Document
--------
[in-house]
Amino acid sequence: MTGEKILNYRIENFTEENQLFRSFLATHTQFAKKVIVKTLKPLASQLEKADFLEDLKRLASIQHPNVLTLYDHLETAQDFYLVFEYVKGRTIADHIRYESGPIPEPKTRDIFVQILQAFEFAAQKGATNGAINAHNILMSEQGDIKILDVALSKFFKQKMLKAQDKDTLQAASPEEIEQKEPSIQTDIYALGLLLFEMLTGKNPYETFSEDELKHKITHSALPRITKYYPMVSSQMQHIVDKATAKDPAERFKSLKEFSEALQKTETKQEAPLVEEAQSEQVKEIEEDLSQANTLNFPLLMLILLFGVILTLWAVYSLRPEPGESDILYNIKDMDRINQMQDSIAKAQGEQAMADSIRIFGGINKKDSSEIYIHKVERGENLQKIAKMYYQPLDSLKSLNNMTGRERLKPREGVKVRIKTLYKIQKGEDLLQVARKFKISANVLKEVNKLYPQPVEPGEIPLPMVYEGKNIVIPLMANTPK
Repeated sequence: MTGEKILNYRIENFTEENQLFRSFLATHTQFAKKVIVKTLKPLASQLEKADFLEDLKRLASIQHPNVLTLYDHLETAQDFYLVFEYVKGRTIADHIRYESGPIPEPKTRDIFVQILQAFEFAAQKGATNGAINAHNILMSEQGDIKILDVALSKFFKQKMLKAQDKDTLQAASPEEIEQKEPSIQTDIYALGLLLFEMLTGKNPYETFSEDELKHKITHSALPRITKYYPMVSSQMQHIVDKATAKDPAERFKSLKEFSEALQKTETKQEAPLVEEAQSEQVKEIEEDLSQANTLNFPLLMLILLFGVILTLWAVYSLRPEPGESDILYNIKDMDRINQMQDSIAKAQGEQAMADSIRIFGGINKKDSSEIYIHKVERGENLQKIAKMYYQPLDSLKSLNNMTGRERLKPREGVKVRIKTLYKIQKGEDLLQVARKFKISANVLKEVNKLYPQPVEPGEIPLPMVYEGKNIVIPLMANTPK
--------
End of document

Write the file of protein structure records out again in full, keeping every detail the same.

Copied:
[in-house]
Amino acid sequence: MTGEKILNYRIENFTEENQLFRSFLATHTQFAKKVIVKTLKPLASQLEKADFLEDLKRLASIQHPNVLTLYDHLETAQDFYLVFEYVKGRTIADHIRYESGPIPEPKTRDIFVQILQAFEFAAQKGATNGAINAHNILMSEQGDIKILDVALSKFFKQKMLKAQDKDTLQAASPEEIEQKEPSIQTDIYALGLLLFEMLTGKNPYETFSEDELKHKITHSALPRITKYYPMVSSQMQHIVDKATAKDPAERFKSLKEFSEALQKTETKQEAPLVEEAQSEQVKEIEEDLSQANTLNFPLLMLILLFGVILTLWAVYSLRPEPGESDILYNIKDMDRINQMQDSIAKAQGEQAMADSIRIFGGINKKDSSEIYIHKVERGENLQKIAKMYYQPLDSLKSLNNMTGRERLKPREGVKVRIKTLYKIQKGEDLLQVARKFKISANVLKEVNKLYPQPVEPGEIPLPMVYEGKNIVIPLMANTPK
Repeated sequence: MTGEKILNYRIENFTEENQLFRSFLATHTQFAKKVIVKTLKPLASQLEKADFLEDLKRLASIQHPNVLTLYDHLETAQDFYLVFEYVKGRTIADHIRYESGPIPEPKTRDIFVQILQAFEFAAQKGATNGAINAHNILMSEQGDIKILDVALSKFFKQKMLKAQDKDTLQAASPEEIEQKEPSIQTDIYALGLLLFEMLTGKNPYETFSEDELKHKITHSALPRITKYYPMVSSQMQHIVDKATAKDPAERFKSLKEFSEALQKTETKQEAPLVEEAQSEQVKEIEEDLSQANTLNFPLLMLILLFGVILTLWAVYSLRPEPGESDILYNIKDMDRINQMQDSIAKAQGEQAMADSIRIFGGINKKDSSEIYIHKVERGENLQKIAKMYYQPLDSLKSLNNMTGRERLKPREGVKVRIKTLYKIQKGEDLLQVARKFKISANVLKEVNKLYPQPVEPGEIPLPMVYEGKNIVIPLMANTPK